Science Journal of Circuits, Systems and Signal Processing

Submit a Manuscript

Publishing with us to make your research visible to the widest possible audience.

Propose a Special Issue

Building a community of authors and readers to discuss the latest research and develop new ideas.

Decentralization of Nigeria Air Power: Army’s Drone (UCAV) Reconnaissance, Strike/Fire Complex Combat System

Military power has been a centerpiece in the negotiation of state formation and geopolitical stability. The business of the arm forces of nations has been from a historical perspective anchored on the defense of its sovereign territorial integrity, and the advancement of national interest afar. The advent of the modern state system has seen a reshape in the way and manner with which war is waged. Central to the changes in the conduct of war is the revolution in military affairs. The introduction of aviation resources to the conduct of war in the 20s speaks volumes of the ever-changing strategic environment. The weapon system of the first and second world wars will no doubt be unimaginable to the strategists of the renaissance era. The age of reason has thus passed different phases; the sky has steadily remain a significant part of the domain of warfare. However, the nature of warfare has not remained stagnant. Airpower, which is the weaponization of aviation resources have passed through various phases. Airpower no doubt emerged in the war toolkit of the symmetric threat environment of the twenties, but its demand in the asymmetric threat environment of the 21st century has led to more innovation in capabilities, nature, and missions, and debate for a policy change in command and control. A debate, whose literatures were all-encompassing in the American discourses on strategy, capability, and operations. This article brings the debate on the changing role of airpower, and the need for more reliance on drones and decentralized command and control between the Airforce and the Army in the current threat environment, from a Nigerian perspective. As the battle against Boko Haram ranges, the need for arm overwatch and arm overmatch that aids maneuvering the battlefield and it gray zones to defeat the terrorism, and guerrilla insurgent groups becomes critical in shaping the northeast theater in the image of the Nigerian positive peace. Therefore, the need for drone ISR and fire/strike capabilities to become organic to surface forces, in tonaid the encirclement and obliteration of enemy through observation, orientation, decision, and actions line of operation, which is the critical role of effective battlefield operating system, a mechanism the theater commander employs combat power towards the destruction or exhuastion of the enemy. It should be noted that this article relied on secondary data collection.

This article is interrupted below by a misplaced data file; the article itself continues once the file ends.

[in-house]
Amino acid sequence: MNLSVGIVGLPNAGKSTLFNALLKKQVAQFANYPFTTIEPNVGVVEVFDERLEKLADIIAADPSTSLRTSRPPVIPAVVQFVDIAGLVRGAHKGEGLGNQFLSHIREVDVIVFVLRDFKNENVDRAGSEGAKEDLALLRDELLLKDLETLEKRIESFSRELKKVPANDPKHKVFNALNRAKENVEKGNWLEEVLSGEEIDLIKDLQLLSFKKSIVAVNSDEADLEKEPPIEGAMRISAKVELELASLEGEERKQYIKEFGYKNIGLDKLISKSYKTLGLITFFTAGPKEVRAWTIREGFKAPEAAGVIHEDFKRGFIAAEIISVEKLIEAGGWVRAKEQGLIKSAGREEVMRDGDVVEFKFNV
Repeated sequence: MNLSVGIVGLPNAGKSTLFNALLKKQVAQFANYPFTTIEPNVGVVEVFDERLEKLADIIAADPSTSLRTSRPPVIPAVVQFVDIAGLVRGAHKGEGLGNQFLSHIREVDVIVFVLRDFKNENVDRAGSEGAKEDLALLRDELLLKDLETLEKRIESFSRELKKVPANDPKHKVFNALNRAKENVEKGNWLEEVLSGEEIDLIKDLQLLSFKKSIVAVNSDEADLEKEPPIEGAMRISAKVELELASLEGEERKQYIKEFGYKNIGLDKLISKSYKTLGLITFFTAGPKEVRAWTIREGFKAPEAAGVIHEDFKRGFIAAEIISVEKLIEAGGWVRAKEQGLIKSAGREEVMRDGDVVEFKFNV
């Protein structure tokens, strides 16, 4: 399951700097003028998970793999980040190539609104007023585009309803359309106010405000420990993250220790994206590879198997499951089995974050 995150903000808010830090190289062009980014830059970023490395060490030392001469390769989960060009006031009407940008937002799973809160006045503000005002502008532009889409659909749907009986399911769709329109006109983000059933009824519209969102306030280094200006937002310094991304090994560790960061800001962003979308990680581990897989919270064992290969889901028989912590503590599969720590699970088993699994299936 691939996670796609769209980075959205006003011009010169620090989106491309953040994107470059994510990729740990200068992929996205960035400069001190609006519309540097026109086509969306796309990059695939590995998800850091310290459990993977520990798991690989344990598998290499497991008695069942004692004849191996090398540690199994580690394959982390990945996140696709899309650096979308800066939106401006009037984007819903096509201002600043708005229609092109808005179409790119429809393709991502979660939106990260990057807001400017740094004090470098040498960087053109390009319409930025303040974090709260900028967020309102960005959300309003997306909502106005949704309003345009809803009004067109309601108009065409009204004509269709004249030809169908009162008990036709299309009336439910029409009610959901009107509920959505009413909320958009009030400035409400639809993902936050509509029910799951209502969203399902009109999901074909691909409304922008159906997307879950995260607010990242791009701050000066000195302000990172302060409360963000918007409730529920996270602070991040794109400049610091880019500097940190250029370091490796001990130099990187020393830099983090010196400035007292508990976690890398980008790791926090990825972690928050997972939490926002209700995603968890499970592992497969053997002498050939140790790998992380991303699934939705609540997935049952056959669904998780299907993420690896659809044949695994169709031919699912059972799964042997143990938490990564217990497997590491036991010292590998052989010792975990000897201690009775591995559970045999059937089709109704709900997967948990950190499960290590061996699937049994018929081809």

Decentralization, Commandand Control, Drone, Airpowe, Battlefield Forces, Reconnaissance, ISR, Battlefield Operating System

Ibili Celestine. (2021). Decentralization of Nigeria Air Power: Army’s Drone (UCAV) Reconnaissance, Strike/Fire Complex Combat System. Science Journal of Circuits, Systems and Signal Processing, 10(2), 38-52.

Copyright © 2021 Authors retain the copyright of this article.
This article is an open access article distributed under the Creative Commons Attribution License ( which permits unrestricted use, distribution, and reproduction in any medium, provided the original work is properly cited.